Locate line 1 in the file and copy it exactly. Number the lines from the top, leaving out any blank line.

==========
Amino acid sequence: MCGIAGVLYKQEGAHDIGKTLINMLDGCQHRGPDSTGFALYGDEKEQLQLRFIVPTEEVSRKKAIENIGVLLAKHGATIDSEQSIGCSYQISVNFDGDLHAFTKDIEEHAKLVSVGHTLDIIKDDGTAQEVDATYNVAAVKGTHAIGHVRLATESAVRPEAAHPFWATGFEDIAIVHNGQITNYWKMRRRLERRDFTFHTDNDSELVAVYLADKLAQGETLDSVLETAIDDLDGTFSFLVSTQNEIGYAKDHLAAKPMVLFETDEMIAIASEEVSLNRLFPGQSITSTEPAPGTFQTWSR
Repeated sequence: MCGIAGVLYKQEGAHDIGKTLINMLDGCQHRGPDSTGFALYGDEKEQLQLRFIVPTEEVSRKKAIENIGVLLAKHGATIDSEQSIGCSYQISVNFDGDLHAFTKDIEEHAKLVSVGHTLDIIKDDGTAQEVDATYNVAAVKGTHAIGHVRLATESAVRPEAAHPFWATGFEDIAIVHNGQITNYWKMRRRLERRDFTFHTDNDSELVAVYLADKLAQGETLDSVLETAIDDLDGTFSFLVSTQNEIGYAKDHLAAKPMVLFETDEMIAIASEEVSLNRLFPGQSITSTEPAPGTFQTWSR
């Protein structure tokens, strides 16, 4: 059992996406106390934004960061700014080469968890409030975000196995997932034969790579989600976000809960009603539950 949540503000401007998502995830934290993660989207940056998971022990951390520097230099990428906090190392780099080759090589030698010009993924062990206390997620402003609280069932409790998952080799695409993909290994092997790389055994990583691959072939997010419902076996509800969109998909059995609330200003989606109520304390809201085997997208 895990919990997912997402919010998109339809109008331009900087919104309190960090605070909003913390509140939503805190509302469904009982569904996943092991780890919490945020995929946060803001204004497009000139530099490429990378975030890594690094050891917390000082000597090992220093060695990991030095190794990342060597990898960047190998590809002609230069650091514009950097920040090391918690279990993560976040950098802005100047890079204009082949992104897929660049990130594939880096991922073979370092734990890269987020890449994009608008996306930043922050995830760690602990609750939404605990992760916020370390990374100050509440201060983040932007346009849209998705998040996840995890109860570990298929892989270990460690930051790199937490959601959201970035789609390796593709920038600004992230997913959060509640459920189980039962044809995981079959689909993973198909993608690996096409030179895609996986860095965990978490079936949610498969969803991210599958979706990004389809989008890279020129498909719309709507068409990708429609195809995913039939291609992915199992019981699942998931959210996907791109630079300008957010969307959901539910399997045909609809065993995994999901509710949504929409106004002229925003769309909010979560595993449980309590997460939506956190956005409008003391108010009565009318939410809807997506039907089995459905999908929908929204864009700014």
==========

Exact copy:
Amino acid sequence: MCGIAGVLYKQEGAHDIGKTLINMLDGCQHRGPDSTGFALYGDEKEQLQLRFIVPTEEVSRKKAIENIGVLLAKHGATIDSEQSIGCSYQISVNFDGDLHAFTKDIEEHAKLVSVGHTLDIIKDDGTAQEVDATYNVAAVKGTHAIGHVRLATESAVRPEAAHPFWATGFEDIAIVHNGQITNYWKMRRRLERRDFTFHTDNDSELVAVYLADKLAQGETLDSVLETAIDDLDGTFSFLVSTQNEIGYAKDHLAAKPMVLFETDEMIAIASEEVSLNRLFPGQSITSTEPAPGTFQTWSR